COADY is a member of Irish Cities 2070 – a group researching the future role, growth and character of our cities.  The project is sponsored by the RIAI and the Irish Academy of Engineering.

While the ‘National Development Plan’ and ‘Ireland 2040’ are turning points in spatial planning for Ireland, longer-term thinking is needed to develop a vision for the country and its cities as the island’s population grows towards 10 million, and North and South come closer together. The Irish Cities 2070 project examines the prime role of cities in the sustainable development of Irish society and its economy and suggests how 10 million people can be accommodated in more dense, beautiful, high-amenity urban settings, among the best in Europe.

The project proposes new structures of regional and local governance, new scenarios for population distribution, the context needed for a vibrant and sustainable economy, the role and location of ports and airports, improved transport between and within our towns and cities, and achievement of significant growth outside Dublin – how and where our cities might develop!

Galway is a city whose population growth challenges that of the Greater Dublin Area: as finding ways to encourage regional cities to grow is a major plank of our work, understanding Galway’s success will help us develop policies for application elsewhere.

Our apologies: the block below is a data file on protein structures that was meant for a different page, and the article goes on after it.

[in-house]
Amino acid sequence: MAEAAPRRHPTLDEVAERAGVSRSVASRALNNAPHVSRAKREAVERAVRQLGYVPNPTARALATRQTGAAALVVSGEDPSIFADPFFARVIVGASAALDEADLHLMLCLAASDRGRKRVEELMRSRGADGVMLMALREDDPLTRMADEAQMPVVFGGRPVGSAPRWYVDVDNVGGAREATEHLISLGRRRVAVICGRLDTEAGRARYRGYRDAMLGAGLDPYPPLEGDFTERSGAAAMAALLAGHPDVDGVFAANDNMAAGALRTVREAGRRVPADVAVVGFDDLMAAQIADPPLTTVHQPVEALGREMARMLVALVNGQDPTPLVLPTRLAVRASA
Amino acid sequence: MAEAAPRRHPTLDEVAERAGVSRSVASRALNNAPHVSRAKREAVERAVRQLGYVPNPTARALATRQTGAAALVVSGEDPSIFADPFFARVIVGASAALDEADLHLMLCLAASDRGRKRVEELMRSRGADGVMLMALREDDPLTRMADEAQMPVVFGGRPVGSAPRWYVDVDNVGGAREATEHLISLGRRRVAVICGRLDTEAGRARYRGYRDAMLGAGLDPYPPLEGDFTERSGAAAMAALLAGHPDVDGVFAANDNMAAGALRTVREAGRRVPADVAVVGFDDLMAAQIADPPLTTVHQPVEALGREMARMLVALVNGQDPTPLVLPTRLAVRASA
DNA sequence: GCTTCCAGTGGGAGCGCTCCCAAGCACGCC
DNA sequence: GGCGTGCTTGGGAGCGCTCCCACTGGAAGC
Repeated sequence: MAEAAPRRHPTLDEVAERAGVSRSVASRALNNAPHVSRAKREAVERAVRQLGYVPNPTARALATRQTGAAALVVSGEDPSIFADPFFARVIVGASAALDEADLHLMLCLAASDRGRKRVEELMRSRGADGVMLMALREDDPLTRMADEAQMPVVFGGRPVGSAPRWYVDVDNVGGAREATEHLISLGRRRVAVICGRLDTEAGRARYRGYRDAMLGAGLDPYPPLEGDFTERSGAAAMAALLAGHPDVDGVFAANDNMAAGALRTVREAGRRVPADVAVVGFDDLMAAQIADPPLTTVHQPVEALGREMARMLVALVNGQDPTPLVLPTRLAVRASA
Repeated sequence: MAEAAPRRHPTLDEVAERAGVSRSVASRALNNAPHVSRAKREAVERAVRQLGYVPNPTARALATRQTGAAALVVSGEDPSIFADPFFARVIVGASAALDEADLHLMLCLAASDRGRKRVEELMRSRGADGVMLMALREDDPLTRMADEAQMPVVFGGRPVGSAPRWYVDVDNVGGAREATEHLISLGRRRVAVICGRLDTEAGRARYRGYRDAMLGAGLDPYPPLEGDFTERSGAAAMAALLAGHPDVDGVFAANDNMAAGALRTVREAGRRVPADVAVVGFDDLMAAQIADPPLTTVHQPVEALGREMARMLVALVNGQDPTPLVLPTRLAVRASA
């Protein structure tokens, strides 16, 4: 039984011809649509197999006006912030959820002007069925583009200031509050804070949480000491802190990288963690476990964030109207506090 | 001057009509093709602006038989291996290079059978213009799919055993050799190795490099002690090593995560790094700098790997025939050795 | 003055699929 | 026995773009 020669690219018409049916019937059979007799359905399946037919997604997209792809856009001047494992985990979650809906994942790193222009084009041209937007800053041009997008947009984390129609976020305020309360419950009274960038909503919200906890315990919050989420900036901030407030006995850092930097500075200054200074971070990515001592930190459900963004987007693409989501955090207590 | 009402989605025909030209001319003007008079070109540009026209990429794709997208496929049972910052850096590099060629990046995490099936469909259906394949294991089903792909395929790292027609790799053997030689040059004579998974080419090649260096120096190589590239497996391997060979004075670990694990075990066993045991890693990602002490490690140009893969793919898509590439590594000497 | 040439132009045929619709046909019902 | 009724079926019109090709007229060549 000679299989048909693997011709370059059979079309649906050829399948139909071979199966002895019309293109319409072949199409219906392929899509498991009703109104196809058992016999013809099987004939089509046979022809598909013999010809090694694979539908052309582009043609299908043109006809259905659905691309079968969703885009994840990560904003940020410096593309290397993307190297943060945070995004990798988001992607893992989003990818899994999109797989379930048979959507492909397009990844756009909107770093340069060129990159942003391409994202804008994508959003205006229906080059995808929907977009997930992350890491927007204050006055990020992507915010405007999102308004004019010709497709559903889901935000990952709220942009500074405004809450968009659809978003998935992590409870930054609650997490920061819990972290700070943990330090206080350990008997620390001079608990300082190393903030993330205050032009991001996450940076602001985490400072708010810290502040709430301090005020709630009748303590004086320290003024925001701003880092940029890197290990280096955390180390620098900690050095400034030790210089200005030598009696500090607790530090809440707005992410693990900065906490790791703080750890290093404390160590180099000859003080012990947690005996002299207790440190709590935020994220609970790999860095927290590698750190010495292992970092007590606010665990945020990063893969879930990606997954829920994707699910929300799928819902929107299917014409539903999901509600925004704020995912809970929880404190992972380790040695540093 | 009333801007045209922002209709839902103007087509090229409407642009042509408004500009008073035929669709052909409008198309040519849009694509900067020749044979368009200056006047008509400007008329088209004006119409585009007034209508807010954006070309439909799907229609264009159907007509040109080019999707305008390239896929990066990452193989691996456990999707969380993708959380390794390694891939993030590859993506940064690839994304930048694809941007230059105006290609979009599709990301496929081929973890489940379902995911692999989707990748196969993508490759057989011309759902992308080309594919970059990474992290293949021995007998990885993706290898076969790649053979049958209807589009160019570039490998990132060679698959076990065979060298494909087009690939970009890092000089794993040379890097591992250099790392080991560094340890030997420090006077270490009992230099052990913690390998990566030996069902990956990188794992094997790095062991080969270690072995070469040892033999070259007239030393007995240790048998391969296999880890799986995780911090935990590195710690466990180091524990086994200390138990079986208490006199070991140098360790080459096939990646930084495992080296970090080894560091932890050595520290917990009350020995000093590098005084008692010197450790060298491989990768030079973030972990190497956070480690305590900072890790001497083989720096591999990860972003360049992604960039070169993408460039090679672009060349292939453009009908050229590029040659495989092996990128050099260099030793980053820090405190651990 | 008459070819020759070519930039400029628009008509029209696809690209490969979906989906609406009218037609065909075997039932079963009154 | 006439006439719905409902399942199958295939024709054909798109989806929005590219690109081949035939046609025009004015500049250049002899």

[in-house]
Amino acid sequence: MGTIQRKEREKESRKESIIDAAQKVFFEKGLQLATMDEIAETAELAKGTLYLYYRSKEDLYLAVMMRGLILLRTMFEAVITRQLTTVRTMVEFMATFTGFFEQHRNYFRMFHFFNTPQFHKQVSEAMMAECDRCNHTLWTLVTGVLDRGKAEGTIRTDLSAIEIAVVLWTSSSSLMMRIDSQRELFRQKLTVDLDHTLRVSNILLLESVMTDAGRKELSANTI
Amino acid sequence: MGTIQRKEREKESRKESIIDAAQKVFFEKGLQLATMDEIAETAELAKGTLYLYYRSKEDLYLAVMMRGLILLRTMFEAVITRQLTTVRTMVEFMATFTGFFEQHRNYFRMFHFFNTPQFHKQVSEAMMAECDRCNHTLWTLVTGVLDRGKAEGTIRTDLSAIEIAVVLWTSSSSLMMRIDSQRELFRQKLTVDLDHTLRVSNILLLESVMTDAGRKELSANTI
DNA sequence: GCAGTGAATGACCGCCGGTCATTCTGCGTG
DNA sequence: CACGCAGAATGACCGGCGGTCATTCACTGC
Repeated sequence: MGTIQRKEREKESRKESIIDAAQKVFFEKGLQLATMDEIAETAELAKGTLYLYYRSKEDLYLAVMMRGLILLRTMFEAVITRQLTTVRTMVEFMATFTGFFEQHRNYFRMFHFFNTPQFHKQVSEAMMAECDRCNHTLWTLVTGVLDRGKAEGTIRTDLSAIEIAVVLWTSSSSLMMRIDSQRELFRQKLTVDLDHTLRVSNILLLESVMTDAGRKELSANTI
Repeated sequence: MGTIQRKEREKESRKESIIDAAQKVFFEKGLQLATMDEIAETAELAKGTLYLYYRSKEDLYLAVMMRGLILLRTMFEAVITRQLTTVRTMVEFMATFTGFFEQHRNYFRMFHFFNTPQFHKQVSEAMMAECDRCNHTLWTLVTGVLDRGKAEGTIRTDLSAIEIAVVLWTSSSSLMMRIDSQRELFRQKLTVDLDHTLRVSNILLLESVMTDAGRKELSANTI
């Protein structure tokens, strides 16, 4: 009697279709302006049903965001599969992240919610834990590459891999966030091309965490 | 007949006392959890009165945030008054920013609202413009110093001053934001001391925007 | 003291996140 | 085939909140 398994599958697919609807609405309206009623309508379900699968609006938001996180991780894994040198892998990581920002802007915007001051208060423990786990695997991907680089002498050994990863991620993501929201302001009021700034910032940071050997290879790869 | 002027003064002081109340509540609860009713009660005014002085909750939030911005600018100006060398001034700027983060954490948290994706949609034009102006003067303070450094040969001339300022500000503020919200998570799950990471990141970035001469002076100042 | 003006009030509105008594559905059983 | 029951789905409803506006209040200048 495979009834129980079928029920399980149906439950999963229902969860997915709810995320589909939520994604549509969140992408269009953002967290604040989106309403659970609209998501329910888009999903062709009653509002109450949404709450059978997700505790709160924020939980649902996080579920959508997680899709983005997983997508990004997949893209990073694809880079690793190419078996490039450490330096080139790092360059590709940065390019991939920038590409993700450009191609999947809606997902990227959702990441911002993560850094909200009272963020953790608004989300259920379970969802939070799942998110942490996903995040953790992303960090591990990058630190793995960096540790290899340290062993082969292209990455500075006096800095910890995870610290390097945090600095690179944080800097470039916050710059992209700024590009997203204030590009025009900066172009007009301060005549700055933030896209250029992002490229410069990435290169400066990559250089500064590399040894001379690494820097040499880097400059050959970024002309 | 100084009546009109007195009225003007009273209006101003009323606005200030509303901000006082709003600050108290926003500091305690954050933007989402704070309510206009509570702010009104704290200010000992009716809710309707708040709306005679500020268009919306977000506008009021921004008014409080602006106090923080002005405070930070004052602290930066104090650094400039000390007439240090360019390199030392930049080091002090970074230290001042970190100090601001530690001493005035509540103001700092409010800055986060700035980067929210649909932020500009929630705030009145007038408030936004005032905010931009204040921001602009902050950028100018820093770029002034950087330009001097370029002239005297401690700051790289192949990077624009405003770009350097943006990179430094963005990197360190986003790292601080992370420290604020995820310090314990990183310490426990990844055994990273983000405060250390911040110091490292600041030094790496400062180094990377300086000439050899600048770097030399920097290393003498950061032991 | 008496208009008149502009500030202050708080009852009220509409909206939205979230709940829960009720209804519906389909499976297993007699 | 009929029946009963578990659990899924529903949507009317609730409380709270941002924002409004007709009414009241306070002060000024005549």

Given its size, context, opportunities and problems, Galway is an ideal vehicle for testing the approaches to planning and urban design we are devising – finding the genius loci of each city, developing a vibrant core, strengthening district and neighbourhood centres, densifying existing suburbs, and enhancing the green infrastructure of parks and the public realm: in essence, creating ‘cities of short distances’ where local services and amenities are reached quickly and safely on foot or bicycle, and city-wide activities are more conveniently accessed by public transport than by car – the cities of the future!

Galway 2070 Vision – City Plan and Methodology was presented to the RIAI/DHLGH Joint Housing Conference by Jim Coady and David Browne on March 28th and the radical proposals for the city were covered in detail in the Irish Times of April 16thA new vision for Galway: ‘It will choke unless it changes’ (irishtimes.com)